by Thomas Knapp
Guns: Out of the Bottle, Like it or Not
I saw my first “homemade gun” when I was a kid. Older kids — teenagers — would save up the 4th of July fireworks known (for obvious reasons) as “bottle rockets” and play “war” with them: Stick the firework in a glass soda bottle (this was back when soda came in glass bottles that one paid a deposit on and could return for a refund of that deposit … yeah, I’m old), point it at the “enemy,” shoot.
Apparently these “homemade guns” weren’t very dangerous. I don’t remember hearing of any serious injuries in the “bottle rocket wars,” though I don’t doubt there were some, somewhere. But other “homemade guns” certainly existed. Harlan Ellison describes “zip guns” made from car antennas or coffee percolator tubing in his non-fiction New York City gang life memoir, Memos from Purgatory (I wonder if Ellison ever gets the credit he deserves for foreshadowing Hunter S. Thompson’s breakout book, Hell’s Angels?). I once saw a demonstration of a “one-shot field-expedient shotgun” made from an old Sears catalog, a rubber band, a nail and a shotgun shell.
All of this is just to establish that there’s nothing new about non-traditional manufacture of firearms by individuals. Ever since we’ve had guns, we’ve had homemade guns.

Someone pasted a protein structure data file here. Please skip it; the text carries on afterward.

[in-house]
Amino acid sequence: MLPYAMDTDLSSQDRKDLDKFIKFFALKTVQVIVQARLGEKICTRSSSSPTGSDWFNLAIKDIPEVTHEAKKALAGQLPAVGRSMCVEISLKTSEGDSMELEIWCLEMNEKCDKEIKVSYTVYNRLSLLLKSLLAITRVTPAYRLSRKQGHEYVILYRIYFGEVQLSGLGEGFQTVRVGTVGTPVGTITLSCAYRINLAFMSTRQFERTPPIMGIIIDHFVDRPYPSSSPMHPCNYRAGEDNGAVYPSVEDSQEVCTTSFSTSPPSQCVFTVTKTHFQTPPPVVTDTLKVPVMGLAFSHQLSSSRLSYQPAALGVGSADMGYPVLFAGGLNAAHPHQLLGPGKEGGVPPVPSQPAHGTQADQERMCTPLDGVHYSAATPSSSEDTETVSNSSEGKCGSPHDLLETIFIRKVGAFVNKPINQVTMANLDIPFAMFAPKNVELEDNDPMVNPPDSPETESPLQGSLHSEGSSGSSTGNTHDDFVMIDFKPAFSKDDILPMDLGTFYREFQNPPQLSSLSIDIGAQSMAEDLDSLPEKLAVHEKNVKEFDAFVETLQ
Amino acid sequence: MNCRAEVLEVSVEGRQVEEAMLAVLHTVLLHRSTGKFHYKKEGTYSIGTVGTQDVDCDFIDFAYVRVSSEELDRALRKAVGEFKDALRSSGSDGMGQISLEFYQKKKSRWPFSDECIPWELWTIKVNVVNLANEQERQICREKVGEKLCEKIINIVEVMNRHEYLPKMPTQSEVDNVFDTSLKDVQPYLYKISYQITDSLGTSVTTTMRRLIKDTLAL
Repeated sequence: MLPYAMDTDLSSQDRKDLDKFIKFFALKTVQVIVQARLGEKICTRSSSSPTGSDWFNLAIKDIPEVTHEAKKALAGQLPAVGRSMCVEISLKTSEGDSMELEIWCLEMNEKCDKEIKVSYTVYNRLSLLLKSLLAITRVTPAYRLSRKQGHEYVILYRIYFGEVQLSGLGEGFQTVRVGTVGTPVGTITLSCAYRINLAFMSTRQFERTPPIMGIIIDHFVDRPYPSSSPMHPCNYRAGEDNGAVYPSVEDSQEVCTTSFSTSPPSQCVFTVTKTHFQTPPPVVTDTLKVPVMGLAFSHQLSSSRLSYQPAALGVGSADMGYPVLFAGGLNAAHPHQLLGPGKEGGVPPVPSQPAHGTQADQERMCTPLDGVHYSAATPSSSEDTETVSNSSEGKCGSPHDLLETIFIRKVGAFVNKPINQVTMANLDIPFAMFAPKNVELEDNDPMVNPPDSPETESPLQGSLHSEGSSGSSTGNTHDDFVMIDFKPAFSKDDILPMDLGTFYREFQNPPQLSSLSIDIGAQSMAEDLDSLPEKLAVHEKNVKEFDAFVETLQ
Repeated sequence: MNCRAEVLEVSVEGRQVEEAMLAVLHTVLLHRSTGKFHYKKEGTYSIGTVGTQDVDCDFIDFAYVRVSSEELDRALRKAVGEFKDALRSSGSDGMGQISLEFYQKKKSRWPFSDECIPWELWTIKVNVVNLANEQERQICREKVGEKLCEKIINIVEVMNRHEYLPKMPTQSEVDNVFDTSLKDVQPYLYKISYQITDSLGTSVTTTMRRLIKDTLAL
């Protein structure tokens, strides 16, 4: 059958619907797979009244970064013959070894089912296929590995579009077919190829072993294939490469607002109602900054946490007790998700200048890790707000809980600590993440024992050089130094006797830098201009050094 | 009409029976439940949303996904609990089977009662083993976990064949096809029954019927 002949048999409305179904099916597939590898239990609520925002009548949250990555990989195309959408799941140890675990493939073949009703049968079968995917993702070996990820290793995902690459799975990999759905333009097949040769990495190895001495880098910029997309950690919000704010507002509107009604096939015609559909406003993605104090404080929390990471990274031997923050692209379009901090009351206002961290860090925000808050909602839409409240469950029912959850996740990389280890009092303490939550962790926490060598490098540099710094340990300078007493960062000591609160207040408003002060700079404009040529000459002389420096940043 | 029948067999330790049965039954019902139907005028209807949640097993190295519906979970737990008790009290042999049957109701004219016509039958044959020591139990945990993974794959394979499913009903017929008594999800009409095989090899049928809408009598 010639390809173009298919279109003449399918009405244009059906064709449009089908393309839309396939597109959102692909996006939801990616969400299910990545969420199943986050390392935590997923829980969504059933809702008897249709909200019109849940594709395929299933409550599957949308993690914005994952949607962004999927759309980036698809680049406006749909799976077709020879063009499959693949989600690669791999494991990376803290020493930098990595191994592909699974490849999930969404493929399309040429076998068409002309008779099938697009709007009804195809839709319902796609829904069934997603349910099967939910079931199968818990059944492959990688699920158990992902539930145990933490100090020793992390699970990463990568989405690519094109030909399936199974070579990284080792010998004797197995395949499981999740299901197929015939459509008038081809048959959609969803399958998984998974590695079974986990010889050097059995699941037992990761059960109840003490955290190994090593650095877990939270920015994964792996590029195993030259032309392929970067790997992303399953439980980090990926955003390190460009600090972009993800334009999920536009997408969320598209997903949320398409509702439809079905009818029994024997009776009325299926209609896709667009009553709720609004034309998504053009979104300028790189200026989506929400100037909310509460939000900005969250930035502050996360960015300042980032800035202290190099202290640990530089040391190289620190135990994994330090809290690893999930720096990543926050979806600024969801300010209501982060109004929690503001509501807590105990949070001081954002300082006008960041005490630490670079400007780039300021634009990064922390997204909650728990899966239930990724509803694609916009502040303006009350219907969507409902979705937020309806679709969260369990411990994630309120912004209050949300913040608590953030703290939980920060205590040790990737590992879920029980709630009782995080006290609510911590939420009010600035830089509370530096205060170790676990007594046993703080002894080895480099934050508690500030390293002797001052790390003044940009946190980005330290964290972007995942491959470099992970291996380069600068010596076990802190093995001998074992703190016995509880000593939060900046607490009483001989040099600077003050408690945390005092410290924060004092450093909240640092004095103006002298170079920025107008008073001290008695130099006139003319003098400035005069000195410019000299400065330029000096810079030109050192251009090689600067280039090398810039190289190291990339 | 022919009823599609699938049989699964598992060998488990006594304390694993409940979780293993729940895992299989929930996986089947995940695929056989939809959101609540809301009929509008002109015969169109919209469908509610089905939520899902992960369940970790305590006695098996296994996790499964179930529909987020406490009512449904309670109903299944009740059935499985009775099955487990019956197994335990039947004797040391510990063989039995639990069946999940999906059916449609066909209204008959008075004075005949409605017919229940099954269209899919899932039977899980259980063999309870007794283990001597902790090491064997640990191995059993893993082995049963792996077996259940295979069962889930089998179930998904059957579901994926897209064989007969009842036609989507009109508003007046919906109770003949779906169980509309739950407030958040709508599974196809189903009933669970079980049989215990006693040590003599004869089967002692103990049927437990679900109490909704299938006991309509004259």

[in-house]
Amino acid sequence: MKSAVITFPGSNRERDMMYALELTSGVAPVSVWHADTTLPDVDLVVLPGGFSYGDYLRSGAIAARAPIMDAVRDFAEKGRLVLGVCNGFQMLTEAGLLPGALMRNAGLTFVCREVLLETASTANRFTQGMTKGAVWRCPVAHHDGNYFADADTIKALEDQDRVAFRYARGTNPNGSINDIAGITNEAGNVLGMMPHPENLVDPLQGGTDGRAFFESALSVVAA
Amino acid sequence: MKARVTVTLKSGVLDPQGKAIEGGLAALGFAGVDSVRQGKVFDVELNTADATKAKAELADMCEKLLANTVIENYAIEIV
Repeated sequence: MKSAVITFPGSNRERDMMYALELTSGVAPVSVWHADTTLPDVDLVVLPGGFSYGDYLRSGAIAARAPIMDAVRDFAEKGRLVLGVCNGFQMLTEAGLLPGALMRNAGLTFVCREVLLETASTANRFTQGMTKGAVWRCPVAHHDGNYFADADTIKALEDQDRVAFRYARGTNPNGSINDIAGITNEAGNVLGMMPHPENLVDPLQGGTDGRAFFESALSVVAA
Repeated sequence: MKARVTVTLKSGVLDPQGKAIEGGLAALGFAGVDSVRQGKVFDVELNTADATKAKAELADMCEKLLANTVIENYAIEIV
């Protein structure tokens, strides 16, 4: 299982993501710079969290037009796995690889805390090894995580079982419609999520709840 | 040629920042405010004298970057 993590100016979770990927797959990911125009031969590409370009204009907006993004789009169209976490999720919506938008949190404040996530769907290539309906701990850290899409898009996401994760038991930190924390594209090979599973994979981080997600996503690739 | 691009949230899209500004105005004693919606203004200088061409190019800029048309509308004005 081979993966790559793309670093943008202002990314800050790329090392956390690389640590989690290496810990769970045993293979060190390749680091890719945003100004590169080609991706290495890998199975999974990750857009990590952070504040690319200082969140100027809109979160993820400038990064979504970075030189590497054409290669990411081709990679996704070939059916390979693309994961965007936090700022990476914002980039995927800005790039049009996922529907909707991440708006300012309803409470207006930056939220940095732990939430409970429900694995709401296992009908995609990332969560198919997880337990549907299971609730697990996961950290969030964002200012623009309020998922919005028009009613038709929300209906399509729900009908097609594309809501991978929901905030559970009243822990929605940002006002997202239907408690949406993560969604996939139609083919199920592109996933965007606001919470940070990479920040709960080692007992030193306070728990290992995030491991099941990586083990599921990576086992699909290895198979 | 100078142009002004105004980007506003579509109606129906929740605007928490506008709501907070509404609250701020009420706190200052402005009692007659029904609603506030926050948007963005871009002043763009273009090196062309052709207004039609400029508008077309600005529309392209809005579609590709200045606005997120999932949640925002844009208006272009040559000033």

3D printing just makes it easier. A LOT easier. Easier all the time.
It’s only been about a year since Cody Wilsonand Defense Distributed debuted the “Liberator,” a single-shot, .380-caliber, 3D-printed pistol, releasing the plans for it “into the Internet wild.”
Within weeks, as Andy Greenberg of Wired reports, enthusiasts were designing and producing multi-shot .38 pistols. Recently Japanese freedom fighter Yoshitomo Imura was arrested with (allegedly) a 3D-printed six-shot revolver. It appears that fully automatic weapons (or conversion parts for existing guns) are out there for the printing.
It’s time to repeat, with emphasis, what Cody Wilson told the world a year ago when he rolled the Liberator out:
“Gun control” is over.
It’s as dead as music copyright, and for the same reason: Advancing technology has taken the matter out of the hands of government regulators and their privileged industry monopolists.
Nobody has to like it.
That’s how it is whether anyone likes it or not.
Personally, I like it. If there are going to be guns — and there ARE going to be guns — I’d rather they were easily available to regular people than only to state military and law enforcement agents, violent criminals (but I repeat myself) and those who curry state privilege. In America, the statistics seem to indicate that violent crime goes down, not up, in environments of easier gun availability and fewer legal restrictions.
“An armed society is a polite society,” wrote science fiction master Robert A. Heinlein in 1942. That makes sense to me, but even if he was wrong, I’d rather go armed than unarmed in an impolite society. Everyone with access to modern technology — not just in the United States but everywhere — now has that choice.
A new, free society is building itself in the shell of the dying authoritarian society. Technologies of abundance, with all those technologies imply, are an inescapable feature of that new, free society. The sooner you begin availing yourself of your continuously expanding options, the faster and less violent the transition will be.